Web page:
We have previously described the pharmacodynamic parameter area under the inhibitory time curve (AUIC) and its relationship to bacteriologic eradication and clinical outcome in patients with nosocomial pneumonia (14, 16, 23, 24). Antimicrobial resistance developed to some extent in each of these trials, but in the individual trials the numbers were too small to clearly define a mathematical relationship. The purpose of this pharmacokinetic/pharmacodynamic analysis was to determine the relationship of antimicrobial exposure, expressed as the AUC/MIC ratio, antibacterial activity, and other covariates to the development of bacterial resistance in the entire patient population treated in these trials.
All patients treated in four antimicrobial clinical trials conducted at the Millard Fillmore Hospital between 1984 and 1991 were reviewed (5, 7, 12, 22, 24). The four data sets included a total of 143 acutely ill patients, virtually all of whom were treated for lower respiratory tract infection (LRTI). The four trials included (i) an open-label study of cefmenoxime therapy, 1 to 2 g every 4 or 6 h; (ii) an open-label trial of intravenous ciprofloxacin, 200 to 300 mg every 12 h; (iii) a multicenter, double-blind, randomized trial comparing intravenous ciprofloxacin, 400 mg every 8 h, with intravenous imipenem, 1,000 mg every 8 h; and (iv) an open-label, randomized, antimicrobial exposure (target AUIC of 250 SIT−1 ×24 h [inverse serum inhibitory titer integrated from 0 to 24 h]) controlled study of intravenous ciprofloxacin (400 mg every 8 or 12 h) versus intravenous ceftazidime (1 to 2 g every 8 or 12 h). In this study, if the dosage needed to provide a target AUC/MIC ratio of 350 exceeded 1,200 mg or 6 g per day for ciprofloxacin or ceftazidime, respectively, then piperacillin was added to ciprofloxacin and tobramycin was added to ceftazidime to achieve the targeted AUIC.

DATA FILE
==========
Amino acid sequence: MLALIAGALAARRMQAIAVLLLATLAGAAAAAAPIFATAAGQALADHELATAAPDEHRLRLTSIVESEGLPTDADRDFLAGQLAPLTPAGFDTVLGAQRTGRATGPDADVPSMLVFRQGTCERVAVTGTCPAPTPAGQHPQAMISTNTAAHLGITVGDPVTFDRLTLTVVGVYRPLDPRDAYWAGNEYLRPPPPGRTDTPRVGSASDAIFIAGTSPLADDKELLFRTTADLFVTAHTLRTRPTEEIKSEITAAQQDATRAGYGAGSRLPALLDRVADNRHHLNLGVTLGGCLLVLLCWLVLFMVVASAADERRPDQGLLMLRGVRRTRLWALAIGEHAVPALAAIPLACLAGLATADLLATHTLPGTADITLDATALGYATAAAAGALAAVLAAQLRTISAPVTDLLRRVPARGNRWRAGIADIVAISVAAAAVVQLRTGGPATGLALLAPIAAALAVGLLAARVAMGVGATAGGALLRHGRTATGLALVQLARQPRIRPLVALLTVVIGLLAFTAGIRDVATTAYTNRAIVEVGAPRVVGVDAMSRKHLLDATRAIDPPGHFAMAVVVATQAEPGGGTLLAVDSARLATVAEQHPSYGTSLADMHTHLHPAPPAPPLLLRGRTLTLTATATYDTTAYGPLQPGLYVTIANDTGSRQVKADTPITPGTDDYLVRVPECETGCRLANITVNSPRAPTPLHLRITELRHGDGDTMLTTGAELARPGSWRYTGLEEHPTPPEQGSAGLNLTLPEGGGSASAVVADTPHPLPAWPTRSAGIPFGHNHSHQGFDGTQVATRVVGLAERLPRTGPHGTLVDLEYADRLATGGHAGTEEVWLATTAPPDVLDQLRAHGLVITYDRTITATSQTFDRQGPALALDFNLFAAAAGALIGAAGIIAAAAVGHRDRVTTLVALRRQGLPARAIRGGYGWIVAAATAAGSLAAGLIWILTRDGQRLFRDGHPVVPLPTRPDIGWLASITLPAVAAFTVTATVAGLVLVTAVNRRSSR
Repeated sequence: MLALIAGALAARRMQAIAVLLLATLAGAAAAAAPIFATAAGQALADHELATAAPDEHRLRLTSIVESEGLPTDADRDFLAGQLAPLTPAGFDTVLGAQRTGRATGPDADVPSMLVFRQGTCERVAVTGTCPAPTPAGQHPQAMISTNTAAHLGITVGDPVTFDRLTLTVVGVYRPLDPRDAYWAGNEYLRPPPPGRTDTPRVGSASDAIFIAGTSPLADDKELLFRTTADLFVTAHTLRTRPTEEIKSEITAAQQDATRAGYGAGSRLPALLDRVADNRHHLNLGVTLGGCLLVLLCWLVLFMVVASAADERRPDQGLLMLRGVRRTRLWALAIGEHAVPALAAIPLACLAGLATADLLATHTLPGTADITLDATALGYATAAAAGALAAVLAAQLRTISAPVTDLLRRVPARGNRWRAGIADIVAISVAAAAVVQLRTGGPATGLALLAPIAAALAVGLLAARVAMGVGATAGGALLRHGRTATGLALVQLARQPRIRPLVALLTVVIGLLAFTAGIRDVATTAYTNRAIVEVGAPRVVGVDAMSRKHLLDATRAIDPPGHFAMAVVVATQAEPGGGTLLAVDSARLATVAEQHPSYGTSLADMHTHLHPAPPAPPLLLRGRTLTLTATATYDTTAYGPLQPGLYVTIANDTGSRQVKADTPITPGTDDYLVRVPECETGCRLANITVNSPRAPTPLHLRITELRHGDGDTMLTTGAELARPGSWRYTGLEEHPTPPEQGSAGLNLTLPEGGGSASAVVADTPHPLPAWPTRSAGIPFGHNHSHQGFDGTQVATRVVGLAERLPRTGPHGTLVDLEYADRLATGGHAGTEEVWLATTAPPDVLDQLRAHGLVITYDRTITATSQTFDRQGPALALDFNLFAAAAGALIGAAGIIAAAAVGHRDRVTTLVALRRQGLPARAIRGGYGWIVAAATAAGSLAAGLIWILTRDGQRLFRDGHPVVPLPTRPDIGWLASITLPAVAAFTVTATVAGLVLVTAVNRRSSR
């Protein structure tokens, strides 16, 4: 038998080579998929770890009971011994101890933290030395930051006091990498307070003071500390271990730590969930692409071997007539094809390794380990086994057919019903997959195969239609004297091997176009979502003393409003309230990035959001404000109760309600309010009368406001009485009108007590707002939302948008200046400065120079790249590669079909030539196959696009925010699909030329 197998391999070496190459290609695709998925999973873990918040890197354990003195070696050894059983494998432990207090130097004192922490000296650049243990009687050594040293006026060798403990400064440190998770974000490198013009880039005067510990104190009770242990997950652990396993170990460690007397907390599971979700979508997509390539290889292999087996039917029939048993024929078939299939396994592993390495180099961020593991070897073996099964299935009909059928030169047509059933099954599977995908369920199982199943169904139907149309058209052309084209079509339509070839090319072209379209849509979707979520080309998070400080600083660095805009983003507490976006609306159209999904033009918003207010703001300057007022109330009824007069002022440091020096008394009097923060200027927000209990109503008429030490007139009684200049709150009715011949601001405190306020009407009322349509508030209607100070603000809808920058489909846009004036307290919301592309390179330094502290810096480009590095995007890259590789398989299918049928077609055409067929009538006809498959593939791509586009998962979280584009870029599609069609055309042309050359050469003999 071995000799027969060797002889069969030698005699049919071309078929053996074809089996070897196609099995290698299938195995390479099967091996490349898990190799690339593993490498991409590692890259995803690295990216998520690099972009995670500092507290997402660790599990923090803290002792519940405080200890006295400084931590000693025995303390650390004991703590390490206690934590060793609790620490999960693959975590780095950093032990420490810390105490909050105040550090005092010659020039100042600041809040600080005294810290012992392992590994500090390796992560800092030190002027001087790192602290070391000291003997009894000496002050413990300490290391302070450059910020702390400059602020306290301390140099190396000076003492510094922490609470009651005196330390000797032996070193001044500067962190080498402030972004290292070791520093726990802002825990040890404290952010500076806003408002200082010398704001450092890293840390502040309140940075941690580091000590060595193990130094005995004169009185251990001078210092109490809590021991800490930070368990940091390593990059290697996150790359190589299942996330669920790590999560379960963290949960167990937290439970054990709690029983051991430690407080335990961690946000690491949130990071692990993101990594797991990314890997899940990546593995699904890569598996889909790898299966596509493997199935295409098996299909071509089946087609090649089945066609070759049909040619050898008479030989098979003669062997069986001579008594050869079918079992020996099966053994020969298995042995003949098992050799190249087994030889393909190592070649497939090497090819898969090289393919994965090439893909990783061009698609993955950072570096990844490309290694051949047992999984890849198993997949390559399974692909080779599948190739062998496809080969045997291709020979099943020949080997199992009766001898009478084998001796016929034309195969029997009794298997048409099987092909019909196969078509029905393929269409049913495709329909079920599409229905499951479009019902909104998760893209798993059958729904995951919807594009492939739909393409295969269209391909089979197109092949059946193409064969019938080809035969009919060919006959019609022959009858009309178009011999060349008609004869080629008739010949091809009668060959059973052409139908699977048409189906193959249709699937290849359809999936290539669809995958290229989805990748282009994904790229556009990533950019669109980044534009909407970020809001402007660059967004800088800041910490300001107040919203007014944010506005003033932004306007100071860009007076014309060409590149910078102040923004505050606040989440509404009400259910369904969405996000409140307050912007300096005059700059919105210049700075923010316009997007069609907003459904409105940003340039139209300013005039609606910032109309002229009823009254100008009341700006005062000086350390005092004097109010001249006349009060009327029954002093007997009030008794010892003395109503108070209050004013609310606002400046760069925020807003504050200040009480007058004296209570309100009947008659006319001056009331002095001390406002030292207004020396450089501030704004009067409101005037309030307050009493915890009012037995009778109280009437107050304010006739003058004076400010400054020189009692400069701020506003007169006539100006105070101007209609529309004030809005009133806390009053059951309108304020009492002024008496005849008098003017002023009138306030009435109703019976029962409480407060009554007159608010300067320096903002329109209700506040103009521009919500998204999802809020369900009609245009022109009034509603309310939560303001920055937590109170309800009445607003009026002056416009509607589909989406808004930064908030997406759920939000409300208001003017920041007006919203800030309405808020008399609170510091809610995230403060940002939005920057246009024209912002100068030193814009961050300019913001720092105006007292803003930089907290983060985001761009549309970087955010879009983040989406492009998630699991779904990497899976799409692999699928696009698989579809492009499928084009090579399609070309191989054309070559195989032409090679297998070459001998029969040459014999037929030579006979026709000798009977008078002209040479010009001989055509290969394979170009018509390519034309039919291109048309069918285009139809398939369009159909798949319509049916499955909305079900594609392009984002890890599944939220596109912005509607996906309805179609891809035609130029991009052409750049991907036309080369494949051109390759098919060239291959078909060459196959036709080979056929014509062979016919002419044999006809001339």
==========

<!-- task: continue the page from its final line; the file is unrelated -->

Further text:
All patients with LRTI from the above trials were eligible for evaluation. Exclusion criteria were the following: an infection other than an aerobic bacterial pneumonia (anaerobic infection, lung abscess, fungal infection, atypical pathogens); less than 48 h of antimicrobial therapy; inability to isolate a bacterial pathogen; lack of MIC data; and the absence of pharmacokinetic data.
Initial bacteriologic studies on tracheal aspirates were performed for the four clinical trials by the Millard Fillmore Hospital Clinical Laboratory, Department of Pathology. Standard methods for pathogen identification and susceptibility testing using microdilution techniques were employed as previously described (12, 14, 16, 22–24). Culture and sensitivity testing was performed daily, in most cases, throughout the course of therapy and during the follow-up period, for determination of microbiologic end points. Criteria for clinical and microbiologic cure were similar in all studies. The study end points were time to eradication and microbiologic cure. These study end points allowed for the determination of the extent of and the time to the development of bacterial resistance. All isolates considered as bacterial pathogens in the original studies were included in the analysis of the development of resistance. Tracheal-aspirate culture and sensitivity data were reviewed for any significant changes in MICs during therapy. The development of bacterial resistance was defined as the isolation of a bacterial strain, initially found to be susceptible to the treatment regimen, which tested resistant during therapy and/or follow-up. The National Committee for Clinical Laboratory Standards (21) document of MIC interpretive standards was utilized for defining the antimicrobial resistance breakpoints. The cefmenoxime resistance breakpoint was defined by the cefmenoxime study protocol as a MIC of ≥25 μg/ml. Time to bacterial resistance was the number of days from the isolation of an initially susceptible organism to the day when the MIC reached the resistance breakpoint.